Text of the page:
Commercial Patent Databases

Text searching for pharmaceutical patents has serious limitations. Because drugs are usually expressed as molecular structures, there may or may not be a text description of the compounds of interest. The earliest patent application on a new class of drugs is often submitted during the discovery research phase, long before a generic name has been assigned, and before systematic chemical nomenclature becomes consistent. There are many ways to write the name of a single organic compound, and variations in spelling and punctuation are too unpredictable to find by searching the text of a patent. For reliable retrieval it is necessary to refer to the index of a value-added database like Chemical Abstracts® that uses standardized nomenclature. In addition, compounds are often illustrated graphically or embedded in complex generic chemical structure drawings without being named. Patent claims often point to a specific compound within a generic structure by naming only the unique features of the structure drawing, e.g., "a compound of Claim 1 wherein X is chlorine.'' This disadvantage is less important late in the life cycle of a drug, when patents on new dosage forms are likely to contain a long list of the generic names of active ingredients suitable for administration. For complete retrieval of patent information on pharmaceuticals, it is necessary to search by chemical structure. And because the chemical structures in patents are often generic Markush structures, it is necessary to search in a database where the generic structures are indexed in full. An individual compound of interest may be embedded within a generic Markush structure in a patent. This is particularly true when looking for the earliest patent covering a drug molecule, since patent applications are frequently filed before the lead compounds (the ones that will ultimately become marketed drugs) are identified. Structure searchable patent databases are quite expensive, as indexing all of the chemical substances in a patent and making the structures searchable is extremely labor intensive. The most important producers of chemical structure searchable databases are Chemical Abstracts Service (CAS) and Thomson Derwent, each of which covers patents from most of the industrialized countries of the world. (For a more detailed explanation of chemical structure searching resources, please refer to the chapter on Chemistry)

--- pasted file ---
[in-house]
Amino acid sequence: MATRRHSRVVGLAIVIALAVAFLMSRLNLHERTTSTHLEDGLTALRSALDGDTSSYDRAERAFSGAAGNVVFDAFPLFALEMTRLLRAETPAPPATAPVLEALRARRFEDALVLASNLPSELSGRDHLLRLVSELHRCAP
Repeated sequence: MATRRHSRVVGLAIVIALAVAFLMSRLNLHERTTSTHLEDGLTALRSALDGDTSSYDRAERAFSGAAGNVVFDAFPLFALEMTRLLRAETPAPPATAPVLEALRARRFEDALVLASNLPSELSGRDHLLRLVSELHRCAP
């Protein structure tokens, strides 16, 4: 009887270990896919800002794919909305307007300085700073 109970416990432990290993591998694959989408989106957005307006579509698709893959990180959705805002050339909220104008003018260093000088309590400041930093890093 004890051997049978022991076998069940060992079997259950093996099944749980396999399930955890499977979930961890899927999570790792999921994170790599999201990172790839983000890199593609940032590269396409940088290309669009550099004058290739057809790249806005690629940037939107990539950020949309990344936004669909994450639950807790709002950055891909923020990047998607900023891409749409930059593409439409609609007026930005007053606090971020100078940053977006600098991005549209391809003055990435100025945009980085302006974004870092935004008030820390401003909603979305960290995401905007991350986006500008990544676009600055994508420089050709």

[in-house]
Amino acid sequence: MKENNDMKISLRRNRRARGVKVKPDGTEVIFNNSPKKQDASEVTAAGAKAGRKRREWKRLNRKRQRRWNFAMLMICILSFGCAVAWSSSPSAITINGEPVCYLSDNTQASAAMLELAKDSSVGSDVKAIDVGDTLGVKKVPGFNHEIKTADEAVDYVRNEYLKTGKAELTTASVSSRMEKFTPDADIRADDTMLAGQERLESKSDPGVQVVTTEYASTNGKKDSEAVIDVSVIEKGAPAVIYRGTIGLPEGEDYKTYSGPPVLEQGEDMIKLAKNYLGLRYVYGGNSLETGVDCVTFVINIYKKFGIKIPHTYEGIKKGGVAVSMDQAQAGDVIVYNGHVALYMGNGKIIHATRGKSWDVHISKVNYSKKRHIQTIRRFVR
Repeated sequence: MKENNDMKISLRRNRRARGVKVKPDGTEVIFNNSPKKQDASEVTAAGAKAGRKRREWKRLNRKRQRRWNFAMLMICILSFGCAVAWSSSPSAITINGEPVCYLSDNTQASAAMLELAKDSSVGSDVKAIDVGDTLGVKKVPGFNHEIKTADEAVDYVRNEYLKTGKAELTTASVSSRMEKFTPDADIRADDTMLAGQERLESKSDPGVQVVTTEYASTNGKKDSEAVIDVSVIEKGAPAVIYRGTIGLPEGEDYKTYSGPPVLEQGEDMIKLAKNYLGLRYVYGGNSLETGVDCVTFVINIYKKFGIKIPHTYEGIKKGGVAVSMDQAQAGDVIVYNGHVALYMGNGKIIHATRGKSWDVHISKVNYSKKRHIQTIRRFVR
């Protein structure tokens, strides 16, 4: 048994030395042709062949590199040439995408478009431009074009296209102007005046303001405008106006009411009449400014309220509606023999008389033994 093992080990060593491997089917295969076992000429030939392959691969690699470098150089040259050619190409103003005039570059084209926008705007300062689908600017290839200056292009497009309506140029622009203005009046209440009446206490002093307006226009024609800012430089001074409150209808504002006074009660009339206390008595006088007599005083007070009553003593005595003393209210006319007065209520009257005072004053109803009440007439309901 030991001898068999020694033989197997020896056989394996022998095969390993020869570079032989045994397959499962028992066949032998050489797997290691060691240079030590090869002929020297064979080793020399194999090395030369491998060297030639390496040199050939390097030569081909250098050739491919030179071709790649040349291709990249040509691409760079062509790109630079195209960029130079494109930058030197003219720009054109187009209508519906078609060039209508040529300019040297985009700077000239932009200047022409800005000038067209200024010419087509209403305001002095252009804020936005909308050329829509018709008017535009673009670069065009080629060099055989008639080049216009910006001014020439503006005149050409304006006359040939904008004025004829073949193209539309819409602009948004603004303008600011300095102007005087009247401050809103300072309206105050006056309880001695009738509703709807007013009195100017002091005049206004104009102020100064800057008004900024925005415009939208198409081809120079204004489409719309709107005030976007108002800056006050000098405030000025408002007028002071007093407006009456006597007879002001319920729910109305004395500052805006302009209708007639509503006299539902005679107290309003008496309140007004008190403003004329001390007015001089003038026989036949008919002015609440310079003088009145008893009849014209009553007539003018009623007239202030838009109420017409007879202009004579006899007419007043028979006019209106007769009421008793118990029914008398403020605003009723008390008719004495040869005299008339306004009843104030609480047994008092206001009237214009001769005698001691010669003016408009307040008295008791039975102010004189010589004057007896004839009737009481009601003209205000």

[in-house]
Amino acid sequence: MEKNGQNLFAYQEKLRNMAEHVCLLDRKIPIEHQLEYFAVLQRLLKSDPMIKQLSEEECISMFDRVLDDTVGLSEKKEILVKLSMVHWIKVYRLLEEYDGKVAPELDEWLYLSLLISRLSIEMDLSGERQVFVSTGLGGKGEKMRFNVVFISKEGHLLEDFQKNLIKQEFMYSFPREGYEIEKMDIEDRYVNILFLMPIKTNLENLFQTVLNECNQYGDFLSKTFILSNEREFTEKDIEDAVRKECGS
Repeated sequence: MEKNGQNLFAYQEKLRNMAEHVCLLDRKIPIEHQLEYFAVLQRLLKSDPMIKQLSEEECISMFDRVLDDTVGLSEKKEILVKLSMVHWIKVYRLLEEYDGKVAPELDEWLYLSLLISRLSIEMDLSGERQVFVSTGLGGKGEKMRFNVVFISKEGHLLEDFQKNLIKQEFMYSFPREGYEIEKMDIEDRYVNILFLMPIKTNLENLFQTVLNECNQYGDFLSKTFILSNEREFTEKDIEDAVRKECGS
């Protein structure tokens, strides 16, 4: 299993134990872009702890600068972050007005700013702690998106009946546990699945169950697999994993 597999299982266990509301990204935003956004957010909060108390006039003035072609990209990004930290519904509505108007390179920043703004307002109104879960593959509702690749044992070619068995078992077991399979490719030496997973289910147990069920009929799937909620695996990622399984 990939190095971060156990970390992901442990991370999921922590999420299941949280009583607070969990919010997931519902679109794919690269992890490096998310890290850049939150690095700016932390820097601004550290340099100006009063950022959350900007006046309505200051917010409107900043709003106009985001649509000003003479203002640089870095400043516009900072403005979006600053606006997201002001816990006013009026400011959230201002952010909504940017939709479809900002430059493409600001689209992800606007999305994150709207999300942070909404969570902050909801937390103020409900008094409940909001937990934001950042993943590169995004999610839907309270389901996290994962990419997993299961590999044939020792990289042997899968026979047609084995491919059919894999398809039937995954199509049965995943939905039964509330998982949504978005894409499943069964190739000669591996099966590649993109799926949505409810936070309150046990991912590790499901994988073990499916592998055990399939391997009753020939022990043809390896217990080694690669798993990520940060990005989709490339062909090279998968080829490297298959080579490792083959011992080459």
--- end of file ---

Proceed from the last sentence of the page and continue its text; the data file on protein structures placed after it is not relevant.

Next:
CAS has been indexing chemically related patents, including pharmaceutical patents, since 1907. CAS provides summary abstracts, focusing on chemical aspects ofthe patent, and deep controlled indexing ofthe technology described in the patent. Specific compounds are searchable topologically in the Registry File on the STNInternational search service, and can be transferred into the bibliographic Chemical Abstracts CA or CAPlus databases to retrieve both patent and nonpatent records. The Registry file incorporates the biosequence structure databases of Genbank®, European Molecular Biology Laboratory (EMBL) and DNA Database & Japan (DDBJ) with the biosequences indexed by CAS abstractors.

Although the Registry File can be searched with a generic query, the structures retrieved by the generic search are always specific compounds from the patent claims and examples. CAS has been indexing generic chemical structures from patents since the late 1980s in the MARPAT database. Marpat structure searches retrieve the bibliographic record of a patent rather than a chemical structure record, so no crossfile searching is needed to retrieve the bibliographic record. A convenient multifile search environment on STN is called CASLINK. Entering a chemical structure search in CASLINK initiates a search of the Registry, Marpat and Mar-pat Previews structure databases, transfers the Registry hits to the CAPlus database, and deduplicates with the Marpat and Marpat Previews bibliographic records.